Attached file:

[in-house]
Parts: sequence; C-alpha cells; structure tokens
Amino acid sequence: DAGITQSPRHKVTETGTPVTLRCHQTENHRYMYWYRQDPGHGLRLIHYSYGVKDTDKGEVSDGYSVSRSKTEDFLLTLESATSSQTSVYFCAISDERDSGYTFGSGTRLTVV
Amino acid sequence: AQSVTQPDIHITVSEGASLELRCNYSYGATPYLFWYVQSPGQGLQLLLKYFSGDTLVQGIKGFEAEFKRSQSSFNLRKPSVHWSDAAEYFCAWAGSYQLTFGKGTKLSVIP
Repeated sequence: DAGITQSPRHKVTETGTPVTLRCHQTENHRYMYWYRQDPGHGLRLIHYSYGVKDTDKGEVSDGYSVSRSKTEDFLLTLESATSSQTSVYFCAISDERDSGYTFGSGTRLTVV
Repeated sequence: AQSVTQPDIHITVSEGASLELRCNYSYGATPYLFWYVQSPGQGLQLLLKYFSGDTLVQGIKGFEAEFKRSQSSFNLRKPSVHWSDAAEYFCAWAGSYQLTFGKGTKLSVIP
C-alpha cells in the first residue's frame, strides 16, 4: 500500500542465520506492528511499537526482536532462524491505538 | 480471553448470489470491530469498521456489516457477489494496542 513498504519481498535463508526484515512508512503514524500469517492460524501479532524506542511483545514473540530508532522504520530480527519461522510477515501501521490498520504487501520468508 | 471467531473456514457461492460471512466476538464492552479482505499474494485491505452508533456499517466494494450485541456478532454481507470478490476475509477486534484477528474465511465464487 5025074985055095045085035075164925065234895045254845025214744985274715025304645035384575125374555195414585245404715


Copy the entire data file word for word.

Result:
[in-house]
Parts: sequence; C-alpha cells; structure tokens
Amino acid sequence: DAGITQSPRHKVTETGTPVTLRCHQTENHRYMYWYRQDPGHGLRLIHYSYGVKDTDKGEVSDGYSVSRSKTEDFLLTLESATSSQTSVYFCAISDERDSGYTFGSGTRLTVV
Amino acid sequence: AQSVTQPDIHITVSEGASLELRCNYSYGATPYLFWYVQSPGQGLQLLLKYFSGDTLVQGIKGFEAEFKRSQSSFNLRKPSVHWSDAAEYFCAWAGSYQLTFGKGTKLSVIP
Repeated sequence: DAGITQSPRHKVTETGTPVTLRCHQTENHRYMYWYRQDPGHGLRLIHYSYGVKDTDKGEVSDGYSVSRSKTEDFLLTLESATSSQTSVYFCAISDERDSGYTFGSGTRLTVV
Repeated sequence: AQSVTQPDIHITVSEGASLELRCNYSYGATPYLFWYVQSPGQGLQLLLKYFSGDTLVQGIKGFEAEFKRSQSSFNLRKPSVHWSDAAEYFCAWAGSYQLTFGKGTKLSVIP
C-alpha cells in the first residue's frame, strides 16, 4: 500500500542465520506492528511499537526482536532462524491505538 | 480471553448470489470491530469498521456489516457477489494496542 513498504519481498535463508526484515512508512503514524500469517492460524501479532524506542511483545514473540530508532522504520530480527519461522510477515501501521490498520504487501520468508 | 471467531473456514457461492460471512466476538464492552479482505499474494485491505452508533456499517466494494450485541456478532454481507470478490476475509477486534484477528474465511465464487 5025074985055095045085035075164925065234895045254845025214744985274715025304645035384575125374555195414585245404715